Daily Recap: Day 3

Tuesday 19 September

Welcome to Day 3 of the ESOT Congress 2023! 

On the third day of the ESOT Congress 2023, we uncovered more hot topics in the scientific programme, concluded the hands-on courses, and celebrated outstanding contributions to the field with more congress awards.

Scientific Highlight

High symptom burden in kidney transplant recipients linked to poor clinical outcomes

An analysis from the TransplantLines biobank and cohort study in the Netherlands has revealed a connection between a high symptom burden in kidney transplant recipients (KTRs) and adverse clinical outcomes. The study emphasises the importance of implementing effective strategies and treatments to alleviate this burden.

Kidney transplantation is often associated with poor patient-reported outcomes, particularly in terms of health-related quality of life (HRQoL), due to disease-related symptoms or post-transplant medication. In this large, prospective cross-sectional study conducted between 2015 and 2022, researchers assessed a wide range of symptoms and their impact on KTRs’ well-being. The study, which included 936 KTRs, found that higher symptom burden scores were associated with lower mental and physical HRQoL, medication non-adherence, depression and reduced societal participation. The most common symptoms reported were tiredness, bruises, and lack of energy, with menstrual problems (in women), impotence (in men) and joint pain being the most distressing symptoms.

Riemersma N, et al. Symptom burden in kidney transplant recipients: a cross-sectional study. Presented at the ESOT Congress 2023; 19 September 2023; Athens, Greece.

Hands-on courses

Machine perfusion courses in a wet lab setting

Machine perfusion is a major focus within this year’s scientific programme, with its growing influence prompting new questions in the field.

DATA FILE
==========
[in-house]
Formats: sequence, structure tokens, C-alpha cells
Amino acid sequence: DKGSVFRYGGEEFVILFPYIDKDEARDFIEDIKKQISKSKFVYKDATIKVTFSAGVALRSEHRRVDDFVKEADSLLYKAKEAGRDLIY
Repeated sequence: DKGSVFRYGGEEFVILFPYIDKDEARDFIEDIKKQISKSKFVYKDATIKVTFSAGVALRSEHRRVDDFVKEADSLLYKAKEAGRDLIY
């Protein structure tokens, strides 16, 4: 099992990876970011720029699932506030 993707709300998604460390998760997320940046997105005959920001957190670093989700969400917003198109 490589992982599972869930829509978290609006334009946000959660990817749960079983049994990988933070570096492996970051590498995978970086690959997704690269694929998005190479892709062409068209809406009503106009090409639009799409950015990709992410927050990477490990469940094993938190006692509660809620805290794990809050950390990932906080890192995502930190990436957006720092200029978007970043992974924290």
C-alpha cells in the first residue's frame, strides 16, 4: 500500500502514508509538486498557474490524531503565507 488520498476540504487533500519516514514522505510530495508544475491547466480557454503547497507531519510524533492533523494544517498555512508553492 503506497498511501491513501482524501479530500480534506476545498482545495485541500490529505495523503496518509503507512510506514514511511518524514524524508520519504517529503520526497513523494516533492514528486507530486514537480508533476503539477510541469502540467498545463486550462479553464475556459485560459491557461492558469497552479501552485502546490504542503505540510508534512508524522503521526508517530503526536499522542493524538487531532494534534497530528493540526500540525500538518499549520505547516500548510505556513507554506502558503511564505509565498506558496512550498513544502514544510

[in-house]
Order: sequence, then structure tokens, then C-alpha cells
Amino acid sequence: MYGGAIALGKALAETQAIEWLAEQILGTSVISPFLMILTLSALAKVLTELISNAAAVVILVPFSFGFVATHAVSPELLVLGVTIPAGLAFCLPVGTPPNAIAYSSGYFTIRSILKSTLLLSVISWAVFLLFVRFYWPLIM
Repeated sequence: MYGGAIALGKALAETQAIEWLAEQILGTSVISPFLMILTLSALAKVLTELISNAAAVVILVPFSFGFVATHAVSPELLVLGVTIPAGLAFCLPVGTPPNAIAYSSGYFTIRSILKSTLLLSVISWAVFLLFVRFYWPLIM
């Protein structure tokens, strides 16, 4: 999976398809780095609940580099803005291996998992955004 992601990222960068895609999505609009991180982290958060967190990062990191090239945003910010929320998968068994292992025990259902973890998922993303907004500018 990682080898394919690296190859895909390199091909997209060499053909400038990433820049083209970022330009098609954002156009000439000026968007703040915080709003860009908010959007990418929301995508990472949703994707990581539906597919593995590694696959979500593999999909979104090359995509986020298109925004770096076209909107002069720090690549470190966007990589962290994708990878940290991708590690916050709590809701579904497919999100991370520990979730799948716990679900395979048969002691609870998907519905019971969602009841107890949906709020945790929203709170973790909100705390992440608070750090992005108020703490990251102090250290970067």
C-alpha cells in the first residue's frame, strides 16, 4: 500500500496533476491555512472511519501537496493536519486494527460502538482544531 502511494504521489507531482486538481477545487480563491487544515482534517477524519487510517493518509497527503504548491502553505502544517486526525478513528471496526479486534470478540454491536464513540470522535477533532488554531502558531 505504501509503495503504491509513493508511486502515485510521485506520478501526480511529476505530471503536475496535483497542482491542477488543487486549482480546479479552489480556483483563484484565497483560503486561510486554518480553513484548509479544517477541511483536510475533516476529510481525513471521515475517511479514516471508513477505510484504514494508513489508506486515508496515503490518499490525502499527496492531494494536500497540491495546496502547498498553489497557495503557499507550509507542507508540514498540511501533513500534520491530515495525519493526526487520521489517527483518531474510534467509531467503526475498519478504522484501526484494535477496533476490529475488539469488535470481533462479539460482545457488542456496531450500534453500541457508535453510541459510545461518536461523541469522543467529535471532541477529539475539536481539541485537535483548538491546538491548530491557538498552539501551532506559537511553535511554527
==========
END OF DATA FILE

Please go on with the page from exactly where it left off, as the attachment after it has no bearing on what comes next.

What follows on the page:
Over the past two days, five dedicated hands-on sessions have provided an exclusive opportunity for delegates to actively engage and learn alongside experts. With an aim of furthering machine perfusion knowledge, our state-of-the-art practical courses have offered a valuable opportunity for attendees of the ESOT Congress 2023 to gain first-hand experience in liver, kidney, heart and lung perfusion.

Attendees joined leading experts in a wet lab setting to be guided and tutored through a series of practical machine perfusion techniques. Rotating through a range of workshops, participants enhanced their knowledge, experience and technical abilities.

Scientific Highlight

Individualised Mediterranean diet reduced risk of metabolic syndrome after heart transplant

Dietary intervention with an individualised approach and a Mediterranean diet has yielded positive outcomes in heart transplantation (HTx) patients, including improved medication adherence, body composition and reduced risk of metabolic syndrome (MetS). These benefits were most pronounced at the 6-month post-transplant mark and continued to improve up to 1 year after implementing this approach.

HTx patients are vulnerable to developing MetS due to the side effects of immunosuppressive therapy, making dietary strategies crucial. In an Italian-based study, patients recorded their dietary habits over 4 days and received personal nutritional guidance during scheduled visits at baseline, 6 months, and 12 months.

These interventions led to significant improvements in dietary habits, with Mediterranean diet scores increasing from 4.5 to 6.0 at 12 months, along with reduced total energy intake and increased consumption of beneficial nutrients. Additionally, patients exhibited positive changes in body composition, including decreased fat mass and increased fat-free mass, already noticeable at the 6-month mark. Importantly, the criteria for MetS diagnosis improved progressively, with reductions from 50% at baseline to 29% at 12 months.

Sponga S, et al. Mediterranean diet and metabolic syndrome: a dietary intervention study to reduce metabolic syndrome risk after heart transplantation. Presented at the ESOT Congress 2023; 19 September 2023; Athens, Greece.

Best Cardiothoracic Abstract Award

Acknowledging excellence in heart and lung research

The Best Cardiothoracic Abstract Award is a new award which recognises the author of the best abstract submitted to the ESOT Congress 2023 on heart and/or lung topics.

Congratulations to Lisa Coscia from the US who was presented the award today by ECTTA Vice-Chair Cristiano Amarelli. Lisa Coscia’s research, titled ‘Pregnancy after heart transplant’, analysed pregnancy outcomes in heart transplant recipients and the study is recognised as the largest reported series of pregnancies in heart transplant recipients to date.